Forests: To Farm or Not to Farm? This Is the Question!
ROME, Jul 19 2016 (IPS) – The dilemma is critical: on the one hand, there is an absolute need to produce more food for the world’s steadily growing population; on the other, there is pressing urgency to halt -and further revert- the increasing trend to deplete the forests, which are as necessary for human survival as it is for ensuring their dietary needs.
So what is at stake ? Forests play a major role in sustainable agricultural development through a host of channels, including: water cycle, soil conservation, carbon sequestration, natural pest control, influencing local climates and providing habitat protection for pollinators and other species.
But agriculture accounts for the lion’s share of the conversion of forests. In the tropics and subtropics large-scale commercial agriculture and local subsistence agriculture are responsible for about 40 per cent and 33 per cent of forest conversion, respectively, and the remaining 27 per cent of deforestation happens due to urban growth, infrastructure expansion and mining.
How to achieve the two vital objectives? The top United Nations organisation dealing with food and agriculture speaks loud and clear while providing specific data.
“While agriculture remains the most significant driver of global deforestation, there is an urgent need to promote more positive interactions between agriculture and forestry to build sustainable agricultural systems and improve food security, says UN Food and Agriculture Organisation (FAO).
This has been the key message of the FAO flagship publication The State of the World’s Forests, presented on July 18 at the opening of the one-week Session (Rome, 18-22 July) of the FAO Committee on Forestry (COFO).
“The 2030 Agenda for Sustainable Development, as well as the Paris Agreement on climate change, recognises that we can no longer look at food security and the management of natural resources separately,” says FAO Director-General José Graziano da Silva.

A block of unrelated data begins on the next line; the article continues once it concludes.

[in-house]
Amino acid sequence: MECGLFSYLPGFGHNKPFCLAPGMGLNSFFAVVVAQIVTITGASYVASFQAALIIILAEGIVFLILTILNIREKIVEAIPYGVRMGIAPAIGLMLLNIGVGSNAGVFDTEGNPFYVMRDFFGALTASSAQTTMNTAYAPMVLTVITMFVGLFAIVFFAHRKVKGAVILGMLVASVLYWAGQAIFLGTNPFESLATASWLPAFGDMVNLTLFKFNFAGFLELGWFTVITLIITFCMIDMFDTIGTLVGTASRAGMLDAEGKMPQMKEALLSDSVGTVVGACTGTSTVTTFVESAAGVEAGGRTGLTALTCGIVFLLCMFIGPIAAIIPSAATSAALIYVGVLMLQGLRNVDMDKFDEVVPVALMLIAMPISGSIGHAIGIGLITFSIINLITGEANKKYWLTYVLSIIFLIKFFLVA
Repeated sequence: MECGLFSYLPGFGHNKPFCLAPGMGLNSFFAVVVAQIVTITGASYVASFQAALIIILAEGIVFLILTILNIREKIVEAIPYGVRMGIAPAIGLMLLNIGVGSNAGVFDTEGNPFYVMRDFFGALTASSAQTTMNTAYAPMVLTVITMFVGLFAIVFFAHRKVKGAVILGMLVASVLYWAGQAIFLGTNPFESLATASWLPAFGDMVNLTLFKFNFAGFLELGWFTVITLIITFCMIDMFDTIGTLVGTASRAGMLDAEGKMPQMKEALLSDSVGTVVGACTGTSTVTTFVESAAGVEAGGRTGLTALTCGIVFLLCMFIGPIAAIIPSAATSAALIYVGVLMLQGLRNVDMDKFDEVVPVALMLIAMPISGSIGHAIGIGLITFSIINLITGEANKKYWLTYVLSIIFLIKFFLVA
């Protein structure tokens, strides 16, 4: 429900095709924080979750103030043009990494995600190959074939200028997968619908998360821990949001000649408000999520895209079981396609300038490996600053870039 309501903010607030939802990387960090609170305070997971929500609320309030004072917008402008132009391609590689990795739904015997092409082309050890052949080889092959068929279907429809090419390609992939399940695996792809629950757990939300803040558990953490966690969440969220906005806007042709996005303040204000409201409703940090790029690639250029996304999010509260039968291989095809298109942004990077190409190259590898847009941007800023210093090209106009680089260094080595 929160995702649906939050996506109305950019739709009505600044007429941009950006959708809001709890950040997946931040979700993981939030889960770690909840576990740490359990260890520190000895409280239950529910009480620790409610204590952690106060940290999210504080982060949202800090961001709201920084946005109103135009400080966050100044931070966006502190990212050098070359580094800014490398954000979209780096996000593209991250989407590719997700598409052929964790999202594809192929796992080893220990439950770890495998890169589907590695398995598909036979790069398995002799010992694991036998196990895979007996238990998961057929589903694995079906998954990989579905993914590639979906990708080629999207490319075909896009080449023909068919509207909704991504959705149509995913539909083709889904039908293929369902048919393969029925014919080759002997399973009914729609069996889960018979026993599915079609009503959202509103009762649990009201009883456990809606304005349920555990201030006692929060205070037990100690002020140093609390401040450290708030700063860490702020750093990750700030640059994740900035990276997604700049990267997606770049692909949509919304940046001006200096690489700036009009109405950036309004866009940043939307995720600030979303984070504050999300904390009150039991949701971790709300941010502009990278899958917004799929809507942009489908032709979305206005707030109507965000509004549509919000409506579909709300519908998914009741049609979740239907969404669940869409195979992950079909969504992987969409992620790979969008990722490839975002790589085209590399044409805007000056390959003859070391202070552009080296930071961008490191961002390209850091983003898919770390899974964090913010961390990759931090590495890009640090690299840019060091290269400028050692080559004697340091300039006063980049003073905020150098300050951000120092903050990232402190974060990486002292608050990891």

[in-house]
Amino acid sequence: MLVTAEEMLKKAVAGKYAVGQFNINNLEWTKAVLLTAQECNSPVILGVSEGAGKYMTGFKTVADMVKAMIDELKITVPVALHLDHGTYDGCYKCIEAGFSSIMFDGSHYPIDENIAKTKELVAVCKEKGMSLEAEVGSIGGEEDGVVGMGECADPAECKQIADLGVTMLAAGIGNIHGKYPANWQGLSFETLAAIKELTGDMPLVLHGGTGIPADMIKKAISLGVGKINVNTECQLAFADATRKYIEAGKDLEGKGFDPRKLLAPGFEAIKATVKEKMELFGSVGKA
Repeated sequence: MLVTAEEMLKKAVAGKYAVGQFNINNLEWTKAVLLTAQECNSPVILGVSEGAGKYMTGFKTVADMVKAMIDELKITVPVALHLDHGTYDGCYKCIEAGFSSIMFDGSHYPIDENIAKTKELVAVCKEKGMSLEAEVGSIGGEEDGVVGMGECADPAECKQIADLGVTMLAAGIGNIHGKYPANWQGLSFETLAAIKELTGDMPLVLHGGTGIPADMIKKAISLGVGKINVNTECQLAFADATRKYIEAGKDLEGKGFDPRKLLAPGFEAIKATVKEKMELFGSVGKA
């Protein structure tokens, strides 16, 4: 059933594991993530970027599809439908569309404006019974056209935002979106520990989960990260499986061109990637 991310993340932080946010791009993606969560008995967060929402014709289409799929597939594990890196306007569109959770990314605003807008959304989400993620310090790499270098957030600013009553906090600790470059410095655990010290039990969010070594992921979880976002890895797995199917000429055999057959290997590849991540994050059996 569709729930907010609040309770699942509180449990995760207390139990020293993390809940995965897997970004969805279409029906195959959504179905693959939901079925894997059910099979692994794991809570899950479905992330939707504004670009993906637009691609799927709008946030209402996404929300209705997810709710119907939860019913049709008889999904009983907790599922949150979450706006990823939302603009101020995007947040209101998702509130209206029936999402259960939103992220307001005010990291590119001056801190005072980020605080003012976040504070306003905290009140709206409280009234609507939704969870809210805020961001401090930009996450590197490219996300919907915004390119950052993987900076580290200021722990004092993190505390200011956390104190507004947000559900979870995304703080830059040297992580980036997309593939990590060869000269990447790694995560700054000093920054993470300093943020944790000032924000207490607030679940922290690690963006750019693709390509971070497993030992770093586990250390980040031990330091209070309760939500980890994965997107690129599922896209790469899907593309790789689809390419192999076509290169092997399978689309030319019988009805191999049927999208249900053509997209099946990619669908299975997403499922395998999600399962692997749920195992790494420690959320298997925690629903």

“Both agreements call for a coherent and integrated approach to sustainability across all agricultural sectors and food systems. Forests and forestry have key roles to play in this regard. The key message from SOFO is clear: it is not necessary to cut down forests to produce more food,” Graziano da Silva added.
But while agriculture plays a major role in the on-going conversion of forests, FAO’s report stresses that forests serve many vital ecological functions that benefit agriculture and boost food production.
“Food security can be achieved through agricultural intensification and other measures such as social protection, rather than through expansion of agricultural areas at the expense of forests,” says Eva Müller, Director of FAO’s Forestry Policy and Resources Division.
“What we need is better cross-sectoral coordination of policies on agriculture, forestry, food and land use, better land use planning, effective legal frameworks, and stronger involvement of local communities and smallholders.”
According to Müller “Governments should provide local communities not only with secure land tenure but also with secure forest tenure rights. A farmer knows best how to manage his or her own resources but often lacks legal instruments to do so.”
How to Improve Food Security While Halting Deforestation
The fact is that well-managed forests have tremendous potential to promote food security. Besides their vital ecological contributions, FAO reports, forests contribute to rural livelihoods and poverty alleviation through income generated by engaging in the production of forest goods and environmental services.
Not only – approximately 2.4 billion people rely on wood-fuel for cooking and water sterilisation. And forest foods provide protein, minerals and vitamins to rural diets and can also serve as safety nets in periods of food scarcity.